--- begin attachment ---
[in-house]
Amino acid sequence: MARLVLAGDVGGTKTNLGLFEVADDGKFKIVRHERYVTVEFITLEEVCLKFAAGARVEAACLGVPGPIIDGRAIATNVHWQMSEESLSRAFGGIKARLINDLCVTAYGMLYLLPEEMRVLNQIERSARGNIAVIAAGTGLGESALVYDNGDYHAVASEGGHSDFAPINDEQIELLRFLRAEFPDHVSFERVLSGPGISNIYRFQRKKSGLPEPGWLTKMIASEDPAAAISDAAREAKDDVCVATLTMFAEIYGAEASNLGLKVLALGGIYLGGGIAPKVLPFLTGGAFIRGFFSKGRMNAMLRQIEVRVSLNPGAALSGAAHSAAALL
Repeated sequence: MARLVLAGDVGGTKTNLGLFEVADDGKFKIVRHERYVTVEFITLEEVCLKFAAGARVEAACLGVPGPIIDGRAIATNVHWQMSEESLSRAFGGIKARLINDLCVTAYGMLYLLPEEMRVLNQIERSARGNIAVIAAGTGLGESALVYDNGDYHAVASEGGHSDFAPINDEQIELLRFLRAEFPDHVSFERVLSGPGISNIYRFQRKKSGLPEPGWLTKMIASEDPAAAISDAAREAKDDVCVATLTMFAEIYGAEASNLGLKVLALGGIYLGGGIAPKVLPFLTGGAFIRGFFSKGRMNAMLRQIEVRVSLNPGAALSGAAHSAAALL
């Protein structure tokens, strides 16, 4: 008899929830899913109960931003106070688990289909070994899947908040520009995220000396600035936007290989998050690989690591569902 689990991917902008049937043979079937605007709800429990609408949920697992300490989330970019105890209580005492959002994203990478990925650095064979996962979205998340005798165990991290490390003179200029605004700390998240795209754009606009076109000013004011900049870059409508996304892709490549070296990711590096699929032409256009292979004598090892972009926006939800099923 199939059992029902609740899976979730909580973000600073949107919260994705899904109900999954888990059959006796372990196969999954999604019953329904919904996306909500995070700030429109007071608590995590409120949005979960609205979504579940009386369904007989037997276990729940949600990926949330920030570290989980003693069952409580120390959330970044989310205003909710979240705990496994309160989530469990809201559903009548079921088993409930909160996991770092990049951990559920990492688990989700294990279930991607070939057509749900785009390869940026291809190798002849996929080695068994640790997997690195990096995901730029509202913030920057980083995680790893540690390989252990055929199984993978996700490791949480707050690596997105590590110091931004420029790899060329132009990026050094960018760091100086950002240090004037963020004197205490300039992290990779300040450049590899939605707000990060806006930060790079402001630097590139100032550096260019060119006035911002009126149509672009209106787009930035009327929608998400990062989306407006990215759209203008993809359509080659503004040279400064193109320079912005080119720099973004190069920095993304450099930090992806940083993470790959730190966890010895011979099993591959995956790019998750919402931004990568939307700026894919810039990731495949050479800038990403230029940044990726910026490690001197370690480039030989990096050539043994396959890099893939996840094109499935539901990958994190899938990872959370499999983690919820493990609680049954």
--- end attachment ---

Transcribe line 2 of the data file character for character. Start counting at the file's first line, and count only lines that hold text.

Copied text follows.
Amino acid sequence: MARLVLAGDVGGTKTNLGLFEVADDGKFKIVRHERYVTVEFITLEEVCLKFAAGARVEAACLGVPGPIIDGRAIATNVHWQMSEESLSRAFGGIKARLINDLCVTAYGMLYLLPEEMRVLNQIERSARGNIAVIAAGTGLGESALVYDNGDYHAVASEGGHSDFAPINDEQIELLRFLRAEFPDHVSFERVLSGPGISNIYRFQRKKSGLPEPGWLTKMIASEDPAAAISDAAREAKDDVCVATLTMFAEIYGAEASNLGLKVLALGGIYLGGGIAPKVLPFLTGGAFIRGFFSKGRMNAMLRQIEVRVSLNPGAALSGAAHSAAALL